Originally published as 10.1136/vr.I625 on 7 February 2019. Downloaded from http://veterinaryrecord.bmj.com/ on 14 February 2019 by guest. Protected by copyright.
I knew I wanted to specialise in ophthalmology ever since I was an undergraduate at the Royal Veterinary College (RVC). It’s a comparative discipline, which means ophthalmologists can treat the eye of any species, so I don’t have to choose between dedicating my career to large or small animals. After two years in general practice postgraduation, it made sense to return to the RVC to specialise.
Since I’ve been back, I’ve accumulated more and more responsibility for someone of my age. Not only am I a lecturer in veterinary ophthalmology, I’m also head of the ophthalmology service, chair of the clinical governance committee and deputy leader for our fourth-year vet students.
I appreciate how lucky I’ve been – these positions partly came about through being in the right place at the right time, but equally I work incredibly hard and care deeply about my students and my team. It’s rewarding knowing I’ve been able to give people the confidence and strength they need to be the very best they can be and excel in what they do.
I’m mostly based at the RVC’s Queen Mother Hospital for Animals (QMHA) in Hertfordshire, although I do get to work on farms, at equine establishments and in zoos. I also get to see some unusual patients – I have done cataract surgery on lemurs at QMHA and examined frogs, penguins and Californian sea lions off-site.
A typical working day begins at 8 am and involves supervising residents and their in-patients, working in the clinic on consultations, doing surgery, and teaching undergraduates. I’m lucky if everything is done by 7.30 pm, and two nights a week I’m on-call. However, I wouldn’t change a thing – I love my work.
Leadership development for women
I’ve recently become involved in the Aurora Leadership Development Programme. The programme is run by Advance HE in partnership with educational institutions to help women in academia develop their leadership skills. The RVC has funded eight places on the scheme this year and I was delighted to be chosen to be one of the participants.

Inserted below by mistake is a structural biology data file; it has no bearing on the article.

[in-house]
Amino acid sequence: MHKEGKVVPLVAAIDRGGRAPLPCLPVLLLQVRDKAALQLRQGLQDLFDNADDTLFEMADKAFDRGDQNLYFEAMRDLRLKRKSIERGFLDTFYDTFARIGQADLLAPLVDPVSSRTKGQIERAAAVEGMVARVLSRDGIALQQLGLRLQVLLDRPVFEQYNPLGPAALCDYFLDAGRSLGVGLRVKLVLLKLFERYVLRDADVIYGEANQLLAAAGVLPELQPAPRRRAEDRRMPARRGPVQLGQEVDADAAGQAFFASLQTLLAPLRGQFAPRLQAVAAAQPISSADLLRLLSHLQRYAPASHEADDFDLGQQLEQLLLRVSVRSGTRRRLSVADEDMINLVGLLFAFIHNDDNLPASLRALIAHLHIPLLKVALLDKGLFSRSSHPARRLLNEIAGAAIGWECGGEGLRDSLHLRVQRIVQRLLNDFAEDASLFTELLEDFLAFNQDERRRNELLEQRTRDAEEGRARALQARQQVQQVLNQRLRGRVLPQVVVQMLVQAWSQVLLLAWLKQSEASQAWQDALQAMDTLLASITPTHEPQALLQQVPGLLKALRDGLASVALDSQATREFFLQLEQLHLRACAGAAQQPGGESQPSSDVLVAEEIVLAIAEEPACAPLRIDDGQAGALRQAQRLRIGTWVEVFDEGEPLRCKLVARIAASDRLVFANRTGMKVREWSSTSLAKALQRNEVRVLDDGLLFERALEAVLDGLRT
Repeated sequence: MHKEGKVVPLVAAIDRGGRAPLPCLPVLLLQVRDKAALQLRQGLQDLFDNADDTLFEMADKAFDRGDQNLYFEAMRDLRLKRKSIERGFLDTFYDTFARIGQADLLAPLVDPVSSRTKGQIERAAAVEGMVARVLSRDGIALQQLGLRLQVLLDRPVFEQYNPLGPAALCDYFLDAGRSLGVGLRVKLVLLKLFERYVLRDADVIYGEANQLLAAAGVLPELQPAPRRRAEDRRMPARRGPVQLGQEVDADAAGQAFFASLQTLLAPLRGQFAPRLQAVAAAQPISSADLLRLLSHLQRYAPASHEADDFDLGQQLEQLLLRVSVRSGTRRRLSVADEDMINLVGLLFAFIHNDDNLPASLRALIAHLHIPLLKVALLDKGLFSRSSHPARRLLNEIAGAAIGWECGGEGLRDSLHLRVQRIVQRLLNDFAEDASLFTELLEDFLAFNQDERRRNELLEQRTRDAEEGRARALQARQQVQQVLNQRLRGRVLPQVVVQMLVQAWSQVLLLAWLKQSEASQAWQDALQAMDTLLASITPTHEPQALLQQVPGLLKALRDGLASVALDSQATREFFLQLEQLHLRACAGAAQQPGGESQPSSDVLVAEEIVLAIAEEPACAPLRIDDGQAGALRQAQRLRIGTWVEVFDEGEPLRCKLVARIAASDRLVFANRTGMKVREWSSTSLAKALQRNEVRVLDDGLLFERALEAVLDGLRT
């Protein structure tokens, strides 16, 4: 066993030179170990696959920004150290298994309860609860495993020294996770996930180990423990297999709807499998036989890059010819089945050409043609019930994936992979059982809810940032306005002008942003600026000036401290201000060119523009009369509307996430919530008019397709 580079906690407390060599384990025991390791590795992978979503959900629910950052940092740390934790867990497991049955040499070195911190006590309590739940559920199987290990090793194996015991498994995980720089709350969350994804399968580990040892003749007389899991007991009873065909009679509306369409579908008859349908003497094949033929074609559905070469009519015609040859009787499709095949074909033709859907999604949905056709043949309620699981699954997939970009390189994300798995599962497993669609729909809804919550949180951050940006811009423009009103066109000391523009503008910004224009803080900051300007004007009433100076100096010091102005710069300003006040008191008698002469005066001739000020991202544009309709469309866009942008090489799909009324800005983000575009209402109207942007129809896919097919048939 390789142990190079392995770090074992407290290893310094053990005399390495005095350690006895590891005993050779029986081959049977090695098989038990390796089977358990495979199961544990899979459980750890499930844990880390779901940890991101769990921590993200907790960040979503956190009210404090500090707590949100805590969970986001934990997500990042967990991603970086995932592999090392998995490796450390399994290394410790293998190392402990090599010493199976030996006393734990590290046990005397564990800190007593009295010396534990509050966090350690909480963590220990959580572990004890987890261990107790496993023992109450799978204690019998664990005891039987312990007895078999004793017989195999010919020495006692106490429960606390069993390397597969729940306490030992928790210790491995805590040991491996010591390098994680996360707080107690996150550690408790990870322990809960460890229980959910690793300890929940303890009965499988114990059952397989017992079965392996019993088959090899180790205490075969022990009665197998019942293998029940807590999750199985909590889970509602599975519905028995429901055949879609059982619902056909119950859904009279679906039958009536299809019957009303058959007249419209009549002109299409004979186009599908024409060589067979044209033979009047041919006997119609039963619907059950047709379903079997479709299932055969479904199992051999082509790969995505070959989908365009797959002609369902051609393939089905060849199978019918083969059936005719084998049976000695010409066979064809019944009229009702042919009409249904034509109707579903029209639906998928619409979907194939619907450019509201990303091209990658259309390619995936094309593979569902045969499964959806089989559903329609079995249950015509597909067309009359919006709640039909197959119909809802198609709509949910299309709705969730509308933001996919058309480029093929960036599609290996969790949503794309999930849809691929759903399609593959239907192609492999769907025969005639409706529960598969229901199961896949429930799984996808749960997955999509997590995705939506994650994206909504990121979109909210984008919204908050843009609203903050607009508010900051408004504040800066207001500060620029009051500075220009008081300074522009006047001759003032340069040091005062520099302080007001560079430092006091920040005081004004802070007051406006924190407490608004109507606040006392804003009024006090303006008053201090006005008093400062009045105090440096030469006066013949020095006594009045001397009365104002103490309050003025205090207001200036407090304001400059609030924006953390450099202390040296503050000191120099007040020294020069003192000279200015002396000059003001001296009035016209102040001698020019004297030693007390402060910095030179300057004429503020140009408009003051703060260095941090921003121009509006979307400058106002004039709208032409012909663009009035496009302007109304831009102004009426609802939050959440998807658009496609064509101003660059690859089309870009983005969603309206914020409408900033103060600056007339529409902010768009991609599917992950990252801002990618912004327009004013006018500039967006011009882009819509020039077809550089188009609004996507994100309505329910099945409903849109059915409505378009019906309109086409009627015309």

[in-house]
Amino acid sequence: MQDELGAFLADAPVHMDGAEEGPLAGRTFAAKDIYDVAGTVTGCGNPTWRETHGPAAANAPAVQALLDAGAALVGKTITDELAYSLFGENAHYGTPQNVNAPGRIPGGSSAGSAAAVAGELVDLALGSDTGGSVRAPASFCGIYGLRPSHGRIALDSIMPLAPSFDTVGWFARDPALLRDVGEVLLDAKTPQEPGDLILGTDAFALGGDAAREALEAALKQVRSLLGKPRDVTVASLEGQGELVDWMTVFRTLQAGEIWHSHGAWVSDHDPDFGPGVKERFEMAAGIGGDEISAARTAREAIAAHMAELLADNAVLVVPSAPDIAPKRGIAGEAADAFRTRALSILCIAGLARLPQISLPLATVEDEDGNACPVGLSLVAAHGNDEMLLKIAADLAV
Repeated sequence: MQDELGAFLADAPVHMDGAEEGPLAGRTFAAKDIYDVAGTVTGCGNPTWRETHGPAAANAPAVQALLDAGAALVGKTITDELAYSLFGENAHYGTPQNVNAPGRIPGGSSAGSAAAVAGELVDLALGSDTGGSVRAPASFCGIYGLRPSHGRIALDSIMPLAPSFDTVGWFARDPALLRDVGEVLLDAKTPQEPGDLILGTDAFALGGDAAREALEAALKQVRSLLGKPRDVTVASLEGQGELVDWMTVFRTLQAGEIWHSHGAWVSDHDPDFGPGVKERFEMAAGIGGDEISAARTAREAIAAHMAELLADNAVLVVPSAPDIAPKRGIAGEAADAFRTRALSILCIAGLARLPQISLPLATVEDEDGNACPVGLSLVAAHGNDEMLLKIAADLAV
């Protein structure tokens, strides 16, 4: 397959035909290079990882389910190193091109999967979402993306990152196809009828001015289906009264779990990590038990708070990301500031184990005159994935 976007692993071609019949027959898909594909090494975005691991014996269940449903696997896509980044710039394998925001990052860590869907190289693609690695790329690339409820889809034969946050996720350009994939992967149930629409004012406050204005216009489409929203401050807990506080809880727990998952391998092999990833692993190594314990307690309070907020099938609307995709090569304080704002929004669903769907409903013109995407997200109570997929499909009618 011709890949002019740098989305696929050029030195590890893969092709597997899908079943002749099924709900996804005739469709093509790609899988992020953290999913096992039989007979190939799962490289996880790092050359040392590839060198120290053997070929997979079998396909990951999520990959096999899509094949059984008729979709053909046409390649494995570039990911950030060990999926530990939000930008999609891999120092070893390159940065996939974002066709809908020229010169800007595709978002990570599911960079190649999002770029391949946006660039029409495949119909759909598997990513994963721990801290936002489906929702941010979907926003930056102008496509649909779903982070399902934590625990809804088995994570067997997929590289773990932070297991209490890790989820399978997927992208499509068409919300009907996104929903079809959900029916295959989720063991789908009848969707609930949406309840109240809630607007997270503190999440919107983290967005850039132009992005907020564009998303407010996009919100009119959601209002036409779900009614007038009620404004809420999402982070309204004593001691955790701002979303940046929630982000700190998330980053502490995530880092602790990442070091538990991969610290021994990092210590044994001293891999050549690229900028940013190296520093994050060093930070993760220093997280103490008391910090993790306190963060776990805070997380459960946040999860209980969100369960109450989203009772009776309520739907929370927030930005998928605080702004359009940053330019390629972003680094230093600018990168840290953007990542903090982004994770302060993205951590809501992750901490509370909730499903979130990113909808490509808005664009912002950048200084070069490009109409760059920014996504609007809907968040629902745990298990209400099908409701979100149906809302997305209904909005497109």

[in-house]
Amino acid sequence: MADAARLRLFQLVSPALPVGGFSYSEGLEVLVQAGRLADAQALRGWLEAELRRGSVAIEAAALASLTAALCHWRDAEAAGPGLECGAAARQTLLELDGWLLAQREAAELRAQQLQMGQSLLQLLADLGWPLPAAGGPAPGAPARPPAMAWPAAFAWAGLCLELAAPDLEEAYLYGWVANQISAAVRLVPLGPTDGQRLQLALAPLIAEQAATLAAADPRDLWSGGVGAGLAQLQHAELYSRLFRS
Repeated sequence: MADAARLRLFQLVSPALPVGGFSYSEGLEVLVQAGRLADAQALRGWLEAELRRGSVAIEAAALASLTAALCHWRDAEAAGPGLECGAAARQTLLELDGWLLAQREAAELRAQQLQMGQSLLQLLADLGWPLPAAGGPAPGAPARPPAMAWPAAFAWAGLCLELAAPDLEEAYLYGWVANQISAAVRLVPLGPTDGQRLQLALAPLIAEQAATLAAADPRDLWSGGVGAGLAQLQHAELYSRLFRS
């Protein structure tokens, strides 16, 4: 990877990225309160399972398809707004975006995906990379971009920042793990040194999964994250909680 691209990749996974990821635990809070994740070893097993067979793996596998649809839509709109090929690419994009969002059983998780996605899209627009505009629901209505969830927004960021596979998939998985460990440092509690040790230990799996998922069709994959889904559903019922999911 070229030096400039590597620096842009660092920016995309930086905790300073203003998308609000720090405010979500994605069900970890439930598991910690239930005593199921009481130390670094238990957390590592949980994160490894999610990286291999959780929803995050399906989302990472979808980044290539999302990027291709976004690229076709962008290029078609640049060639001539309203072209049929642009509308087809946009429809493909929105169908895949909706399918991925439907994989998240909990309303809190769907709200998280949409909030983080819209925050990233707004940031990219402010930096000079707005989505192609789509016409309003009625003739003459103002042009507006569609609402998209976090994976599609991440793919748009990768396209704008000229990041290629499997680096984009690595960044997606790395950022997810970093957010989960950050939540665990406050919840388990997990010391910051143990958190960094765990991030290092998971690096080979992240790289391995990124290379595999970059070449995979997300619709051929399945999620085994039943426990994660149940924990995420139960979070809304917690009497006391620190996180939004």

The Aurora programme helps women in academia develop their leadership skills"
Everyone taking part in the programme is matched with a mentor – mine is Joanne Webster, professor of parasitic diseases, pathobiology and population at the RVC.
Our mentors guide us along our career path, and we also attend regular workshops that focus on working successfully in a managerial role. Together, we develop our leadership aspirations to work on the skills we need to secure senior positions in academia.
While the veterinary profession is heavily female, it’s a different dynamic at a managerial level where the majority of professorial roles are filled by male candidates.
I think it’s a confidence issue – women don’t often put themselves forward for promotion without encouragement, whereas men see it as a natural progression of their career path. I’m glad to be able to be part of an initiative that aims to kickstart a change here.
Having the opportunity to have structured days set aside to work on this really attracted me to the programme. After all, having a demanding job means I don’t often get time to sit down and think about where I want my career to go next.
The advice and support of my mentor has been invaluable – it’s a bit like having a therapist, she mainly sits and listens and then helps me to come up with my own solutions. Having her take the time to listen to me think aloud and express my thoughts about my career, any anxieties I have and successes I wish to celebrate, has been so helpful.
Note to self
The best advice I can give myself is to accept that things don’t always go to plan and accept that this is okay – it’s part of life.
Accept that things don’t always go to plan"
I used to get disappointed and disheartened if I didn’t reach the goals I’d set for myself – I’d get really cross if I wasn’t able to finish something. Now I accept it’s the way things are and just go with it, because the next day another opportunity will present itself and it’s quite possible that I’ll end up doing something else instead.
Achieving work-life balance
Despite my hectic working life, it’s still important to achieve a good work-life balance. Several things help me achieve this. I like to join some of my hospital colleagues at the on-site gym to do circuits before work.
I also get to see my husband when I’m at work too, he’s an orthopaedic surgeon here – I think that’s why our relationship works so well. And I always find the time to walk and play with my dog. Frank is a rescued dog that we got through Dog’s Trust. He came into the hospital for treatment and we just had to adopt him.
My career is very satisfying too. Being able to work with students while I train and develop myself as a woman in veterinary academia is a blessing, and I love the time I spend in surgery too.
One of the best bits of my job is helping my clients make decisions that are right for them and their pets. It’s a gift to be able to go home knowing you’ve helped someone.
The Aurora programme is a development programme for all people who identify as a woman. It is a unique partnership initiative bringing together leadership experts and higher education institutions to take positive action to address the under-representation of women in leadership positions in the sector. Find out more about the Aurora programme.